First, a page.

So the only possible point of discontinuity is . To check this we first notice three things: is a limit point of , that , and are left and right hand continuous respectively. So
Now remembering that is the unique point in such that we can conclude that , thus is continuous on .
Now is here where I am not sure what level of math you are at. Tell me if this is beyond the scope of your course
Theorem: If is continous and is compact, then so is
Proof: Let be an open covering of . Using the fact that the inverse image of any open set in must be open in we can see that is an opening cover of . But since is compact it follows that . Using the identity we can concude that thus is compact.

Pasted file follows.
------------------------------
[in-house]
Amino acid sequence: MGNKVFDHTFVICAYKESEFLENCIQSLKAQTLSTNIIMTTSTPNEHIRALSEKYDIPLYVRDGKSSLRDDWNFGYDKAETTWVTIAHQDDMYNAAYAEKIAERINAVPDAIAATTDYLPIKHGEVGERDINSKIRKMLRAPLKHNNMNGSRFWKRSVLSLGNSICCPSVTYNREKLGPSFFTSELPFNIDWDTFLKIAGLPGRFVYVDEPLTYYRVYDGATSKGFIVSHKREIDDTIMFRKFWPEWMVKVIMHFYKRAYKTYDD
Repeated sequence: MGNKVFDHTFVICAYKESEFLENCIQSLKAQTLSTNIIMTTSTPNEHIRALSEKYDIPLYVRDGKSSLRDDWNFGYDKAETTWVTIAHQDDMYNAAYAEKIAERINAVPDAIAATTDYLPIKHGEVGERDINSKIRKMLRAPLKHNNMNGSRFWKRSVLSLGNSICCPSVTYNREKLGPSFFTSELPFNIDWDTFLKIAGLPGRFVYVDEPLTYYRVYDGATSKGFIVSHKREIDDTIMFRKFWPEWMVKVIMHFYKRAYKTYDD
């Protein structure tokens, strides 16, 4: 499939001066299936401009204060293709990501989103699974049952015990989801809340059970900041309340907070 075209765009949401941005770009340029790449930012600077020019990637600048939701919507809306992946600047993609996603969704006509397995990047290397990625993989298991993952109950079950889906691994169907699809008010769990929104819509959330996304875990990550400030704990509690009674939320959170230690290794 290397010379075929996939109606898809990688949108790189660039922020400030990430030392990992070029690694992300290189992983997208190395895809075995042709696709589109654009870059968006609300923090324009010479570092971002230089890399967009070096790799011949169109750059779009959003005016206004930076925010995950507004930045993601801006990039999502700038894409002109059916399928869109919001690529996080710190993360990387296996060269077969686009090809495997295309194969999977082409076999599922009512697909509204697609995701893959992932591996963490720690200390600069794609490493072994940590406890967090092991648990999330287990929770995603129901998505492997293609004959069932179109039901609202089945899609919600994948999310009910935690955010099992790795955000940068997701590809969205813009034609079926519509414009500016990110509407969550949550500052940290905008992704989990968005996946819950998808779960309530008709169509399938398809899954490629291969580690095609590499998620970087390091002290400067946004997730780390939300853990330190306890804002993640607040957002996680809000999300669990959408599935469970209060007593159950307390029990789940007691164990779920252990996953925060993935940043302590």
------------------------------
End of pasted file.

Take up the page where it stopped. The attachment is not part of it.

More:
So knowing by the Heine-Borel Theorem that any closed set is compact we can conclude that is compact, thus closed and bounded, and due to its boundedness we know that the supremum and infimum are included.
So back to our actual problem since we have that . So since is both bounded and closed it is compact, and since is continuous it follows that so is , thus , which is what was asked to be proven.
I'll come back later for number two.
Note: was gotten by being continuous and being connected...in case you are in analysis.